It’s already that time of the year when Christians the world over observe the crucifixion and resurrection of Jesus Christ. It’s a time when Christians are said to experience mixed feelings as they reflect on the purpose for the crucifixion and death of our Saviour Jesus Christ on one hand, and overjoyed about the fact that Jesus arose and ascended into Heaven and is “seated on the right hand of God the Father Almighty”.
In other words, Jesus Christ who did no wrong nor sin, was crucified and died because of our sins, is alive. This is the belief that forms the foundation of a Christian’s faith in their religion.
When I was a child. I loved the ‘rituals’ that came with Easter time; the hymns and songs we sung, as children weren’t as mournful or sorrowful. I had (and still have) a favourite one which goes:
1.“It is a thing most wonderful
Almost too wonderful to be
That God’s own Son should come from Heaven
And die to save a child like me”
- At Easter time the Angel said
that Christ had risen from the dead
At Easter time
At Easter time
How glad the World at Easter time
Sorry, but I had to share the two verses of the song I still love till today! Funny enough, Easter wasn’t my favourite season of the year (still isn’t necessarily), but I loved the hymns we had sung as children so, so much. It didn’t feel weighty, rather it made me feel fortunate when I thought of the words of the hymns.
How someone (who knew me, but I hadn’t met them – Jesus Christ) loved me so much that he would die in my stead. As I grew, the weight of the selfless action would be more evident (they say ‘adulting’ is hard…it’s true!) though the songs I loved would still keep me feeling same – loved and fortunate.
I also loved the lingua around the season (wait, did I not say Easter wasn’t necessarily my favourite season of the year? LOL!). The names of the days of the Holy Week, the week preceding Easter fascinated me so! Do you know them? Yes? Ok, and do you know their significance? Shall we do a quick ‘tutorial’ of that?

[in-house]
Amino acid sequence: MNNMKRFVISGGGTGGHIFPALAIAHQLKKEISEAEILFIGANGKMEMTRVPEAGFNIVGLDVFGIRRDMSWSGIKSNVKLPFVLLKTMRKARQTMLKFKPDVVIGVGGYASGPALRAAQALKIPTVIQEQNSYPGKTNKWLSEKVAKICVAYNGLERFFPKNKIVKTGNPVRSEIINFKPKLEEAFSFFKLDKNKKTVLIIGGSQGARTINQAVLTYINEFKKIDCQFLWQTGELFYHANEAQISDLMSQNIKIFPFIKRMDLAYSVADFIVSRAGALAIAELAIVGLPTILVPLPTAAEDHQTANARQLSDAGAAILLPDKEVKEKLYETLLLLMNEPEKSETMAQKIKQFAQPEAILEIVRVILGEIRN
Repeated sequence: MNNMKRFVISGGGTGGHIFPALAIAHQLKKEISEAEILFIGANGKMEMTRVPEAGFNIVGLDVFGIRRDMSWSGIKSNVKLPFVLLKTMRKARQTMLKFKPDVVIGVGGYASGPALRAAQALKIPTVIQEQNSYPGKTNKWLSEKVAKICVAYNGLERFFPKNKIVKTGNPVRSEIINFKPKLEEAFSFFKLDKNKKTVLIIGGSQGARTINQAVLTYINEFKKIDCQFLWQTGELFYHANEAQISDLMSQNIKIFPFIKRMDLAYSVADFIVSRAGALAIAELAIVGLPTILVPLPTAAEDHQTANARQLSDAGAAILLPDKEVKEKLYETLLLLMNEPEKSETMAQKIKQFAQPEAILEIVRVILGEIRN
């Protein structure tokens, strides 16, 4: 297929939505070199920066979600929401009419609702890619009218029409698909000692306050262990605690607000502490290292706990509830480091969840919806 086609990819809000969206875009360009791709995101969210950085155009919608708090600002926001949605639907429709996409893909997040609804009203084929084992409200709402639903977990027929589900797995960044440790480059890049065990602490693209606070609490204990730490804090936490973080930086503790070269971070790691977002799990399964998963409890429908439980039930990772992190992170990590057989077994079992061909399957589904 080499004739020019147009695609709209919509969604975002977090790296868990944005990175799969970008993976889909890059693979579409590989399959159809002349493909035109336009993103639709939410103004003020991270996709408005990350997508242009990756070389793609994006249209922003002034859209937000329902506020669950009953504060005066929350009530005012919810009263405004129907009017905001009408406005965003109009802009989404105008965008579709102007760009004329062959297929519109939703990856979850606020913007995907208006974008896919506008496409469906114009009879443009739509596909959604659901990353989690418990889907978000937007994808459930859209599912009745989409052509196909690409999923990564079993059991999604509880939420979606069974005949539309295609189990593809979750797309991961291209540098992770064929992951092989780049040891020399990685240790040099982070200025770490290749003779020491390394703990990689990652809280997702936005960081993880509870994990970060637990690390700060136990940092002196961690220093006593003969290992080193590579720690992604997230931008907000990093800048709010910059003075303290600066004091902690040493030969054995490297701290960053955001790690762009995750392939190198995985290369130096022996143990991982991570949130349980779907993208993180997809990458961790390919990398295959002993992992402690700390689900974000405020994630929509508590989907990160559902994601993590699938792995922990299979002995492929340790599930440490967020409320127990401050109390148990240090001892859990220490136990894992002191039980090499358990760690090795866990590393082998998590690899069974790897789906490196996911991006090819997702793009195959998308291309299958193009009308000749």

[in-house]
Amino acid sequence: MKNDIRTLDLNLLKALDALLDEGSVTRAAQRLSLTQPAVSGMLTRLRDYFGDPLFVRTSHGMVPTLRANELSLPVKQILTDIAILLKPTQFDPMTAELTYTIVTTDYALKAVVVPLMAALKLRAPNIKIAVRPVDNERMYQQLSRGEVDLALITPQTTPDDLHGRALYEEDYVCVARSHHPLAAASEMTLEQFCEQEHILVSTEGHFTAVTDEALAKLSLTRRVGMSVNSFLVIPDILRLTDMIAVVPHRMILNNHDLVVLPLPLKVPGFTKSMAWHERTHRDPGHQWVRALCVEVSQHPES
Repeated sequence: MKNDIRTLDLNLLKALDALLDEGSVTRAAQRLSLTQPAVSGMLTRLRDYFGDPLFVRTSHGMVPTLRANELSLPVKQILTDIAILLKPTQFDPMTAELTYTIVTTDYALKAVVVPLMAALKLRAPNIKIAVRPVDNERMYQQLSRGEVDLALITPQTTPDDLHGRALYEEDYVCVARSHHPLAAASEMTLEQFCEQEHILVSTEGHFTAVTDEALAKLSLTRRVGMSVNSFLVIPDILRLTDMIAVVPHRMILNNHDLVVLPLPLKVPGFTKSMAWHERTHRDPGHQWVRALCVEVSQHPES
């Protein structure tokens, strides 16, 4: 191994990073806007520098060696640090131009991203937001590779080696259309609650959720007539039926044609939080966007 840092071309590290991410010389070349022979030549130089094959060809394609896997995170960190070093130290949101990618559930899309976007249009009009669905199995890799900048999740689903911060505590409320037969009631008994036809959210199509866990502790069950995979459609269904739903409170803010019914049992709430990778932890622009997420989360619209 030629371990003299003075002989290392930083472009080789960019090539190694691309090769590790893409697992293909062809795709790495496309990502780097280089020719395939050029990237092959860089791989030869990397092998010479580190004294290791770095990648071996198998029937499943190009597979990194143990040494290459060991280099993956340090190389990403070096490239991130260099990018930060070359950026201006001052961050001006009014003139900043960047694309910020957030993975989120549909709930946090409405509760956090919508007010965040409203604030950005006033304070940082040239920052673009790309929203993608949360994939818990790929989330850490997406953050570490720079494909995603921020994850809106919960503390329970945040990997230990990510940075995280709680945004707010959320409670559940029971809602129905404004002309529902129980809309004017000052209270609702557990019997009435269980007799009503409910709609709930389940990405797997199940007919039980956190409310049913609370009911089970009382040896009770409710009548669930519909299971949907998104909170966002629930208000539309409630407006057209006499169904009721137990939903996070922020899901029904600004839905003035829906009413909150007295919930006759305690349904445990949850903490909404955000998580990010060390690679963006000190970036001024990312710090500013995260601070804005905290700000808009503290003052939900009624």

To begin with, unlike Christmas, Easter isn’t a fixed date on the calendar; it usually falls between (late) March and (early) April in any given year and falls on the first Sunday after the Paschal Full Moon – read up some more on it.
The Holy Week begins with
Palm Sunday – it marks Jesus Christ’s triumphant entry into Jerusalem with crowds singing praises and waving palm branches amidst praises of ‘Hosanna’.
Holy Monday & Tuesday; while the Bible is not very clear on what happened on these 2 days, there are still traditional observance of them. On Holy Monday, some Christians observe the anointing of Jesus at Bethany, an event described in John 12:12-19.
On Holy Tuesday, some Christian also observe Christ’s predictions of his own death as seen in John 13:21-38.
Holy Wednesday: also known as ‘Spy Wednesday’ is when the story of Judas arranging his betrayal of Jesus with the chief priests is remembered. Judas was basically being a spy among Jesus’ disciples, hence, the nickname ‘Spy Wednesday’.
Maundy Thursday: is the day of the Last Supper, where Jesus sat with his disciples to what would be his last meal on Earth before his crucifixion and subsequent death. During the meal, Jesus predicted the events that would happen, including his infamous betrayal by Judas, the denial of Peter, his death and resurrection.
Good Friday: the day we commemorate the crucifixion and death of Christ. Often, it’s a solemn and mournful day in church, where one is reflective.
Holy Saturday: It is believed that this was the day Jesus was buried in a cave tomb.
Easter Day: I used to call it Easter Sunday and was always corrected by my parents and teachers; it’s Easter Day – the day of the resurrection of our Saviour Jesus Christ. It usually is a celebratory day, and in Ghana, Christians – dressed in their white clothes -would stay in church for what seems like forever, singing praises and hymns of adoration.
Whatever your belief, enjoy the season!